ON MARCH 30, 1797, John Porteous was appointed postmaster at the little falls, and the post office was located in his store.

“The early mail was delivered once a week punctually by Adam Feeter.”

March 30, 1797, Cooney Archives


Adam Feeter was the son of the Revolutionary Patriot Colonel William Feeter (Wilhelm Vetter). William’s wealthy parents, Lucas (a black smith) and his first wife Agnes Vetter (Feeter), immigrated from Schoenaich in the County of Wuerttemberg, Germany in 1754, on the ship Neptune. They settled at Stone Arabia, with the purchase of two farms. Lucas and Agnes, soon became attached to the Johnson family, with naming the 1756 birth of their son William, after the patron Sir William Johnson.

In 1761, Lucas was one of the original applicants for a land lot within the Royal Grants. In 1768, Lucas received a land lot within the Michael Byrne Patent, known as the Stony Hill Patent, in Schoharie County. The Royal Land Grant was for 18,000 acres, which were divided amongst sixteen people, with Lucas receiving a large portion of the acreage.

Lucas’s first wife died in 1765, when William was nine years of age. Lucas remarried in 1766, to a relative of Sir William Johnson, Maria Eva Serviss. William, being Johnson’s namesake, spent his childhood in the company of the Johnson children.

Their neighbors, mainly Palatine Germans, objected to the feudal manor system that Johnson was trying to create. William sided with his Palatine German neighbors when the uprising began against Britain. In 1777, at the age of twenty-one, William left home, breaking ties with his Loyalist family. He was given a rifle and a temporary home by his Patriot neighbor, Mr. Youney.

After the war, William’s family followed Sir John Johnson to Canada, with the Feeter land holdings being confiscated under the Attainder Acts of 1779. William fought New York State through the courts for the return of his share of the Feeter properties. William received his share of the land holdings, subsequently selling his interests to purchase a homestead within a German Palatine settlement at Riemenschneider’s Bush, which was located three miles north of Little Falls.

Riemenschneider’s Bush was raided on the 3rd of April in 1880 by a group of sixty Indians and Loyalists, who had raided and burned through the Mohawk Valley during the American Revolution, from 1778 through 1782. They captured nineteen German Palatines and took them captive to Canada, with them being released when the war ended. The Riemenschneider’s Bush area of the 1700s, is present-day Manheim, which became well known in the mid-1800s for the cheese factories that were located within the hamlet. William was one of the original contributors of the Octagon Church at Little Falls, while he also supported his neighborhhod church, the “Yellow Church”, which was razed in 1965. The Yellow Church Cemetery is the final resting place for Colonel William Feeter and forty-nine other Patriot soldiers.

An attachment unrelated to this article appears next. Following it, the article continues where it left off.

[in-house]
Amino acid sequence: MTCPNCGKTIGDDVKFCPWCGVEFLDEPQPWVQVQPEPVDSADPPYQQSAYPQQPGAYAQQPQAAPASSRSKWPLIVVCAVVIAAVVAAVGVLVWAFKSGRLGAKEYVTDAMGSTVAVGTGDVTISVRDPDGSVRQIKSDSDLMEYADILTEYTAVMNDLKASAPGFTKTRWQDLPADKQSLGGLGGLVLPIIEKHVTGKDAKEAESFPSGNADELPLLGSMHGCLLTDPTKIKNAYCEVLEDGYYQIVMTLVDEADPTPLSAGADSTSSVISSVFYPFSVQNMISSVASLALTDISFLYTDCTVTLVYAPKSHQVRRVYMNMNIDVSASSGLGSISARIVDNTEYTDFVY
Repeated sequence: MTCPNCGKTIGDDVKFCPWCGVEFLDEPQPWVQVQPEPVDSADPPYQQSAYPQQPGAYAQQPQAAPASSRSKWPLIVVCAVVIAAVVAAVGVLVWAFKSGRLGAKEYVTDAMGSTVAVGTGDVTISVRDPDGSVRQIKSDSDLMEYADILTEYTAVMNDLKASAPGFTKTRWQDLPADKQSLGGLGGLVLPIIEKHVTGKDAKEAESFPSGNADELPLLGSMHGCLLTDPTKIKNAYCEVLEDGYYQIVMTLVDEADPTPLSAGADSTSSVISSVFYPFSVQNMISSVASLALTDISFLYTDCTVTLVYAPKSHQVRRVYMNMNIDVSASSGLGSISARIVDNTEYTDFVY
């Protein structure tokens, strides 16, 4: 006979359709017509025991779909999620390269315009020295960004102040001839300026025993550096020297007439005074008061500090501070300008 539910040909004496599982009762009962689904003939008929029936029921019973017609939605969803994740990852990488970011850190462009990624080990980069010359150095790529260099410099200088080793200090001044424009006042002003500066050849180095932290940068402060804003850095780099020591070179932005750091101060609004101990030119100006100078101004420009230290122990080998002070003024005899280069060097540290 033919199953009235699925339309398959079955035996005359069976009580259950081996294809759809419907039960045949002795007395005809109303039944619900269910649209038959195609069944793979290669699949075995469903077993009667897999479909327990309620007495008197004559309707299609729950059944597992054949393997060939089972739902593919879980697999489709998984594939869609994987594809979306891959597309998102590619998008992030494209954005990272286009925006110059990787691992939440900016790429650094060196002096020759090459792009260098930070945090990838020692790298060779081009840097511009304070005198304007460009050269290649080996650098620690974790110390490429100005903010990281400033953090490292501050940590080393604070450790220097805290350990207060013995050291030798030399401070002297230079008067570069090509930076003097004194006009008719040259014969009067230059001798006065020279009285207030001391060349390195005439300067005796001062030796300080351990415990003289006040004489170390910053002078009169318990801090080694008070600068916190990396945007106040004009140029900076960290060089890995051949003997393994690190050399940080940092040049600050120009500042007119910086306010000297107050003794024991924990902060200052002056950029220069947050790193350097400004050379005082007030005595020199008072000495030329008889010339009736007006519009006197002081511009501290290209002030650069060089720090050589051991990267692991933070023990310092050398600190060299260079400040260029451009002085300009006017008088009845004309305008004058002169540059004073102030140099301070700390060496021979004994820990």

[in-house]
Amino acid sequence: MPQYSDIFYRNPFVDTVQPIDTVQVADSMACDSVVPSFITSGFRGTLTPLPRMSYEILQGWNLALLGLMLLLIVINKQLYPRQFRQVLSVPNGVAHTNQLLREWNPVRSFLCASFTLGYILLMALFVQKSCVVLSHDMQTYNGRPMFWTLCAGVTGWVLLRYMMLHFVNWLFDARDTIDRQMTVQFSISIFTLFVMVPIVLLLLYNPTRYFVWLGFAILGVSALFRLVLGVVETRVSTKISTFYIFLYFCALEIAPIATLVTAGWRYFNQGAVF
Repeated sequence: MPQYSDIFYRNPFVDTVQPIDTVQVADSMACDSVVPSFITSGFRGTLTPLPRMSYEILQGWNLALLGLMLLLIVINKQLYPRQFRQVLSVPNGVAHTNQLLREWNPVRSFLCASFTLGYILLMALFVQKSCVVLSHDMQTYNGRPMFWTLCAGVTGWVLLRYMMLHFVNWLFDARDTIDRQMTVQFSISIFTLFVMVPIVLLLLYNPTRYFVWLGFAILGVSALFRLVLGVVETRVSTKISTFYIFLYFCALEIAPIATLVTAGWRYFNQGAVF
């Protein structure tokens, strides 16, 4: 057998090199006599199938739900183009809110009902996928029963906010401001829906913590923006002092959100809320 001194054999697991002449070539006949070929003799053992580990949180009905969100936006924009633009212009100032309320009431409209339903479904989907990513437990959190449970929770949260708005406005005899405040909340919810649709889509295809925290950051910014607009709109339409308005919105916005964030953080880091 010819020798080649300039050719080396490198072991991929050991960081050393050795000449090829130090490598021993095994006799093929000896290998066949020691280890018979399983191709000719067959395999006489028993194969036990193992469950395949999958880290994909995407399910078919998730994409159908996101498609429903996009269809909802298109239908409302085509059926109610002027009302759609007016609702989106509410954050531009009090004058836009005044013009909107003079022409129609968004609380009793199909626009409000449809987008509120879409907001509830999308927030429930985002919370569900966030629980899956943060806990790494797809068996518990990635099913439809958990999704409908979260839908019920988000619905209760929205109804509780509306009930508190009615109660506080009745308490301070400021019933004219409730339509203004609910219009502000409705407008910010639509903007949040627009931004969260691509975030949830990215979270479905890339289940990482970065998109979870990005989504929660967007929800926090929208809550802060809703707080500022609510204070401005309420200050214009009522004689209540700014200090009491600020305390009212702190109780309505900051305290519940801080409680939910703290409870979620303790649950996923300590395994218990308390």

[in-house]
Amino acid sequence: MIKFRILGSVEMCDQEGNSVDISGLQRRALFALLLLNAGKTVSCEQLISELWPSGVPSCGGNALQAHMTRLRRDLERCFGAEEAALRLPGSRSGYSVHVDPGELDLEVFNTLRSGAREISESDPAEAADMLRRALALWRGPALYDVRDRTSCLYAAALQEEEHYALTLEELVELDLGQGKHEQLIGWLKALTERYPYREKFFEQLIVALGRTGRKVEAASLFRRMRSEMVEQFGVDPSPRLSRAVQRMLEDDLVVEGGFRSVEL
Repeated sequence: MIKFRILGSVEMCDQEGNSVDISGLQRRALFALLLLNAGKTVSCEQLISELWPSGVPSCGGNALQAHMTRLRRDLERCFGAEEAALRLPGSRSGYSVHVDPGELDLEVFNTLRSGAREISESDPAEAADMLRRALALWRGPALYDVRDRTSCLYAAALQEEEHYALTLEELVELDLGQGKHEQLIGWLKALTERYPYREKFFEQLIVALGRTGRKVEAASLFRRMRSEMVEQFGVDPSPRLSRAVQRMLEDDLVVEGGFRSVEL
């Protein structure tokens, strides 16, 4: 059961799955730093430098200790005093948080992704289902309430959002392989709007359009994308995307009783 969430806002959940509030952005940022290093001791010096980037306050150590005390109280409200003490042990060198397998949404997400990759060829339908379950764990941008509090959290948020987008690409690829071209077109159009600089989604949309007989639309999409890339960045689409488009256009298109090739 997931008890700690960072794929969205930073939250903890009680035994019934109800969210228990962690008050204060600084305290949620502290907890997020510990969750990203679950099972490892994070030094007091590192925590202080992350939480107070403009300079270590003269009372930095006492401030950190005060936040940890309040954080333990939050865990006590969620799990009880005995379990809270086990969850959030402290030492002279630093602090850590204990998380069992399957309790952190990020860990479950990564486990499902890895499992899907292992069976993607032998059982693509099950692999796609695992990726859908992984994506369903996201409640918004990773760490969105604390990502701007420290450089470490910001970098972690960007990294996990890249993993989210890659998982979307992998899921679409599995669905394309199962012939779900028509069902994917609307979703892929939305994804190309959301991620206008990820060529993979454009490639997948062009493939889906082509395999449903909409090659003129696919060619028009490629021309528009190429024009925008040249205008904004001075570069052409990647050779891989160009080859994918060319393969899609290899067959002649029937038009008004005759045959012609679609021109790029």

In 1797, William established the first postal service enterprise through the Royal Grant, known today as the Mohawk Valley. He was an intelligent man and enjoyed current reading material, but there were no newspapers published in the area at this time west of Albany. The first weekly newspaper in the Little Falls area, the “Peoples Friend”, wasn’t established until 1821 by twenty-three year old Edward Griffing. The paper was first published on the north side of Main Street at Mechanic’s Hall. At a later date, the publication was then moved to the home of James Sander’s, which is the present-day 546 Garden Street. The People’s Friend contained very little local news, with the publication favoring politics and world news. This early newspaper eventually became known as the Journal and Courier Newspaper.


William felt that others may also enjoy current newspapers, along with letter correspondence from family and friends. His new venture began with hiring his sixteen-year-old son Adam, being one of his twelve children, to deliver the mail and newspapers on horseback from Albany to Little Falls, with Adam being the first pioneer “Pony Express” in the Royal Grants. Adam delivered the mail from 1797 through 1800, making weekly mail deliveries at Kane’s store in Canajoharie and at Porteous’s Yellow House in Little Falls.

In 1800, Adam was offered a designated governmental mail route, which he declined. In later years, Adam worked along with his father in the old Ingham Fulling Mill, being the first mill built after the war that wasn’t part of the Ellice Estate, processing flour and feed. By 1800, the mail and newspapers were transported west from Albany by coach.


In 1762, John Porteous, from Perth, Scotland, arrived in America. In 1764, he was hired as a clerk in the fur trade by John Duncan, a Schenectady fur trader. Also in 1764, he became part of the fur trading partnership of “Duncan, Sterling and Porteous”, with James Sterling being a commissary in Michigan for Fort Detroit and Fort Michilimackinac. Porteous’s duties within the partnership included: selling goods; buying and selling furs; extending credit; and collecting debts.

Porteous gained much knowledge of the fur trade throughout the 1760s, becoming an important fur trader before the start of the Revolution in the 1770s in Montreal. He occasionally traveled for business throughout Canada and New York, while he was engaged as an employee of Schenectady merchants, James Phyn and Alexander Ellice.